The Erosion of the Off-Premises Lunch Defense
The Compensation Review Board (CRB) in DeForest v. Yale-New Haven Hospital, 6075 CRB-3-16-2 (April 6, 2017) issued a ruling that has continued the erosion of the off-premises lunch defense. In the late 1990s, injuries that occurred during an off-premises lunch break were typically not compensable based on the ground that such activity did not occur in the course and scope of employment. See Kaplan v. State of Connecticut/Department of Health Services, 2012 CRB-1-94-4 (September 11, 1995). The continued erosion of the off-premises lunch defense has limited its application to cases where the factual basis for the claim clearly shows there is no mutual benefit between the employee and the employer or the employer has not acquiesced to the activity engaged in by the employee.
In DeForest, after the employee had completed her lunch hour, she slipped and fell on ice when crossing a public street walking toward her car that was parked in a nearby garage so that she could get money to buy coffee later in the day. The employee paid a biweekly fee to the employer, who issued an electronic access card to access the garage. The record was absent as to whether the employer owned the garage. The employer further testified that that she was not working through her lunch hour, had not informed her employer that she would be going to her car over lunch break, and was not carrying out any duties of employment at the time of the accident.
While there was no evidence of the ownership of the garage, the CRB agreed with the trial commissioner’s determination that the garage was an extension of the employer’s premises and was provided for the mutual convenience of the employer and employee. The CRB further reasoned that since the employer “obtained parking for the [employee] at the location where she parked” it was “self-evident that the [employer] knew that the claimant would traverse public roads and sidewalks between where she parked and where she work[ed],” and therefore, the employer had “acquiesced to her presence” where the accident occurred.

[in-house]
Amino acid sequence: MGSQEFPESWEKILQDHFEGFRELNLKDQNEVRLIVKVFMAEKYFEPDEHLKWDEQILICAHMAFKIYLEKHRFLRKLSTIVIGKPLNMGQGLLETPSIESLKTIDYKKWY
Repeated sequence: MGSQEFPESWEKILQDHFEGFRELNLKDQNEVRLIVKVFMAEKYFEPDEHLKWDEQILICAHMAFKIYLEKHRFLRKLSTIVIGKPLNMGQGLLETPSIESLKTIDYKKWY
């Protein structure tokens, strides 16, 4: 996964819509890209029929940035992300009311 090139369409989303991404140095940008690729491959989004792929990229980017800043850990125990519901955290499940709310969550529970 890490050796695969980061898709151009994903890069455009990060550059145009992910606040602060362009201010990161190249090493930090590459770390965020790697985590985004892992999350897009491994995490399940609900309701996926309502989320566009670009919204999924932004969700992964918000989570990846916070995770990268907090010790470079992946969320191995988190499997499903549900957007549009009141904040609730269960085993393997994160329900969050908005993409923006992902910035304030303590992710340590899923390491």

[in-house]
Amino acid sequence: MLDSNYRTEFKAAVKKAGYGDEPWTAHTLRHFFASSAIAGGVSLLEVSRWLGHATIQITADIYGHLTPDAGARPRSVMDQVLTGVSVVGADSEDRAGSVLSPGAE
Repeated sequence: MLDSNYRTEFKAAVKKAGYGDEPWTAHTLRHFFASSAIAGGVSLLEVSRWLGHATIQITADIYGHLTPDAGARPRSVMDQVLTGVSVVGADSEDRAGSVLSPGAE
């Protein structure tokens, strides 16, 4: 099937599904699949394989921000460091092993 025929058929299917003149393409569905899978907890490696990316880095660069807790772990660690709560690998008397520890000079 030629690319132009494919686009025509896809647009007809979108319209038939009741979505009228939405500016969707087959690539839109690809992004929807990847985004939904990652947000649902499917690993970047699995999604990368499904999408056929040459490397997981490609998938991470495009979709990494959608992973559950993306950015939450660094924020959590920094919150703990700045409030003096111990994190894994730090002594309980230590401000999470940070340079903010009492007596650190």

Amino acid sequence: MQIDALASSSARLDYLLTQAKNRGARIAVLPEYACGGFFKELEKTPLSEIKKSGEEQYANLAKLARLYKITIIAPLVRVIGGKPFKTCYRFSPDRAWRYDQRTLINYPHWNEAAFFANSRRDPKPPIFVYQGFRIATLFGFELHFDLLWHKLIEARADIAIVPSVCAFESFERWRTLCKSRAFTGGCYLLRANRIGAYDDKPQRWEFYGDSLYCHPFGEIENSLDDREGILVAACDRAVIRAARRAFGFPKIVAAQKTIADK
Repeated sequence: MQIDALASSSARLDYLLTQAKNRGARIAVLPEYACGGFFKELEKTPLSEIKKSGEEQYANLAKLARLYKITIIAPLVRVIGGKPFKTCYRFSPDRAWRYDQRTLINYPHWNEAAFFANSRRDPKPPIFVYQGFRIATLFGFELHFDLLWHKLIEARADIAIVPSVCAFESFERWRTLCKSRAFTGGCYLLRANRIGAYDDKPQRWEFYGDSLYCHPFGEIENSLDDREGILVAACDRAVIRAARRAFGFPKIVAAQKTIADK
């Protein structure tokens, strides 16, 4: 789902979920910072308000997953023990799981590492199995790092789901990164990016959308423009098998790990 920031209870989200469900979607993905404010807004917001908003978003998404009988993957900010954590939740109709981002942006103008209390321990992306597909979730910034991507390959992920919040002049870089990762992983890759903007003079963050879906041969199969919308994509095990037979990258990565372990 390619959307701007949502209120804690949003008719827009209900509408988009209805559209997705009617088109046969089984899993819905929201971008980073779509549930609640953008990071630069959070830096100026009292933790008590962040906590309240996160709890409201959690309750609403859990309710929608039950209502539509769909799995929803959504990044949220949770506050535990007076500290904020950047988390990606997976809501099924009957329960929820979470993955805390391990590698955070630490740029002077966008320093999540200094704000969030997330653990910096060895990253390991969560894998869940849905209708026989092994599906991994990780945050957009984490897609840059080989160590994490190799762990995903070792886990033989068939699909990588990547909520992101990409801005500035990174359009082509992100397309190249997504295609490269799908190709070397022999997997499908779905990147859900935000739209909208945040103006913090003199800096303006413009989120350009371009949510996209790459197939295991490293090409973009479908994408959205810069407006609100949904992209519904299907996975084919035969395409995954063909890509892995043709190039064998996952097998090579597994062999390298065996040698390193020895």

Similarly, the CRB rejected the employer’s argument that the claimant, by walking to her car to obtain money to buy a coffee, was not engaging in an activity incidental to her employment on the ground—going to a parked car would be something an employee would regularly engage in and, as such, the employer would have consented to such activity. Therefore, such activity would be considered incidental to the employment despite the fact that the record showed she was not carrying out any specific duties of her employment. The CRB did highlight two CRB decisions upholding a Commissioner’s determination that activities were not incidental to employment in Spatafore v. Yale University, 239 Conn. 408 (1996) (going to a union meeting) and Cunningham v. Saint Raphael Healthcare System, 5809 CRB-3-12-12 (December 31, 2013), appeal dismissed, AC36453 (September 16, 2014) (claimant’s narrative of activity found not credible by the trial commissioner).
The CRB in DeForest emphasized that litigating an off-premises lunch defense is a heavily fact-driven exercise and in our experience such a defense is viable only in situations where the factual basis for the claim clearly shows there is no mutual benefit between the employee the employer, or the employer has not acquiesced to such activity, or the employee is not credible.